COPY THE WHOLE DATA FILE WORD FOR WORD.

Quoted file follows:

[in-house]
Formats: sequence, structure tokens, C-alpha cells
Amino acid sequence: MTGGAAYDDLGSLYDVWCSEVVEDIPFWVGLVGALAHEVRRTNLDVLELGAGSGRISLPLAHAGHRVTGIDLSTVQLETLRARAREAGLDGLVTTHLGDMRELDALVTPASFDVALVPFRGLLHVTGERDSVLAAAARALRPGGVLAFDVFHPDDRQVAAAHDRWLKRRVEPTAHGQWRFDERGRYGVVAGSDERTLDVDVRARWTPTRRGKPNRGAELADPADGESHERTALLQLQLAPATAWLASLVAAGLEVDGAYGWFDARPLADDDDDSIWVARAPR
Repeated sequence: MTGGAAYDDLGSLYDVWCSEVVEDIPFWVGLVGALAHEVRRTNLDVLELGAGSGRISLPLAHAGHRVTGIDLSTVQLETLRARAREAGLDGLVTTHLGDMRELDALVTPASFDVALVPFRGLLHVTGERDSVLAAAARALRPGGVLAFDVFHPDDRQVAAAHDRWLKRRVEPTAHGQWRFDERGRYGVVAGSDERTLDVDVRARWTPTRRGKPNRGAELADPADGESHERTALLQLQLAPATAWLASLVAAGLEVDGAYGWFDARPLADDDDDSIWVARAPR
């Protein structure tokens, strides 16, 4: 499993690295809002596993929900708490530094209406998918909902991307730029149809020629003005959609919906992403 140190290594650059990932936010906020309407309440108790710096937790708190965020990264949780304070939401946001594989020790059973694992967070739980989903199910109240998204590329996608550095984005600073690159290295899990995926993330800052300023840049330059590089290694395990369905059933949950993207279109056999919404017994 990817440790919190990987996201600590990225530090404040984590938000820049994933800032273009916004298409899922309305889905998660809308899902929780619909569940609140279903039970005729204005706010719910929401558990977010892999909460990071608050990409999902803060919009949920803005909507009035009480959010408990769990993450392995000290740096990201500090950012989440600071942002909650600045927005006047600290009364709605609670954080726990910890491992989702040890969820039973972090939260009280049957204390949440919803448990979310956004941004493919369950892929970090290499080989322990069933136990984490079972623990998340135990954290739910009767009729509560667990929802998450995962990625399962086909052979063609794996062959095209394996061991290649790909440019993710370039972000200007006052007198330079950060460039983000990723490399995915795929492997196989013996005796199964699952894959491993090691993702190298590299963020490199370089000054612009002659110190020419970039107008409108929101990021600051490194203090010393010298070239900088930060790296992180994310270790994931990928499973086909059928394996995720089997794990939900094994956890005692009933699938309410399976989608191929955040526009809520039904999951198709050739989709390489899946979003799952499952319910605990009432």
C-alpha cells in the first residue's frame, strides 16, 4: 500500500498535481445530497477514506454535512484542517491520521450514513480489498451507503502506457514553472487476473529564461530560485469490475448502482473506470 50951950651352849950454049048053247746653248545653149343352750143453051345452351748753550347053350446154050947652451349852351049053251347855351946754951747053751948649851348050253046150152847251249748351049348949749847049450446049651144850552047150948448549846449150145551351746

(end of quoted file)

[in-house]
Formats: sequence, structure tokens, C-alpha cells
Amino acid sequence: MTGGAAYDDLGSLYDVWCSEVVEDIPFWVGLVGALAHEVRRTNLDVLELGAGSGRISLPLAHAGHRVTGIDLSTVQLETLRARAREAGLDGLVTTHLGDMRELDALVTPASFDVALVPFRGLLHVTGERDSVLAAAARALRPGGVLAFDVFHPDDRQVAAAHDRWLKRRVEPTAHGQWRFDERGRYGVVAGSDERTLDVDVRARWTPTRRGKPNRGAELADPADGESHERTALLQLQLAPATAWLASLVAAGLEVDGAYGWFDARPLADDDDDSIWVARAPR
Repeated sequence: MTGGAAYDDLGSLYDVWCSEVVEDIPFWVGLVGALAHEVRRTNLDVLELGAGSGRISLPLAHAGHRVTGIDLSTVQLETLRARAREAGLDGLVTTHLGDMRELDALVTPASFDVALVPFRGLLHVTGERDSVLAAAARALRPGGVLAFDVFHPDDRQVAAAHDRWLKRRVEPTAHGQWRFDERGRYGVVAGSDERTLDVDVRARWTPTRRGKPNRGAELADPADGESHERTALLQLQLAPATAWLASLVAAGLEVDGAYGWFDARPLADDDDDSIWVARAPR
């Protein structure tokens, strides 16, 4: 499993690295809002596993929900708490530094209406998918909902991307730029149809020629003005959609919906992403 140190290594650059990932936010906020309407309440108790710096937790708190965020990264949780304070939401946001594989020790059973694992967070739980989903199910109240998204590329996608550095984005600073690159290295899990995926993330800052300023840049330059590089290694395990369905059933949950993207279109056999919404017994 990817440790919190990987996201600590990225530090404040984590938000820049994933800032273009916004298409899922309305889905998660809308899902929780619909569940609140279903039970005729204005706010719910929401558990977010892999909460990071608050990409999902803060919009949920803005909507009035009480959010408990769990993450392995000290740096990201500090950012989440600071942002909650600045927005006047600290009364709605609670954080726990910890491992989702040890969820039973972090939260009280049957204390949440919803448990979310956004941004493919369950892929970090290499080989322990069933136990984490079972623990998340135990954290739910009767009729509560667990929802998450995962990625399962086909052979063609794996062959095209394996061991290649790909440019993710370039972000200007006052007198330079950060460039983000990723490399995915795929492997196989013996005796199964699952894959491993090691993702190298590299963020490199370089000054612009002659110190020419970039107008409108929101990021600051490194203090010393010298070239900088930060790296992180994310270790994931990928499973086909059928394996995720089997794990939900094994956890005692009933699938309410399976989608191929955040526009809520039904999951198709050739989709390489899946979003799952499952319910605990009432």
C-alpha cells in the first residue's frame, strides 16, 4: 500500500498535481445530497477514506454535512484542517491520521450514513480489498451507503502506457514553472487476473529564461530560485469490475448502482473506470 50951950651352849950454049048053247746653248545653149343352750143453051345452351748753550347053350446154050947652451349852351049053251347855351946754951747053751948649851348050253046150152847251249748351049348949749847049450446049651144850552047150948448549846449150145551351746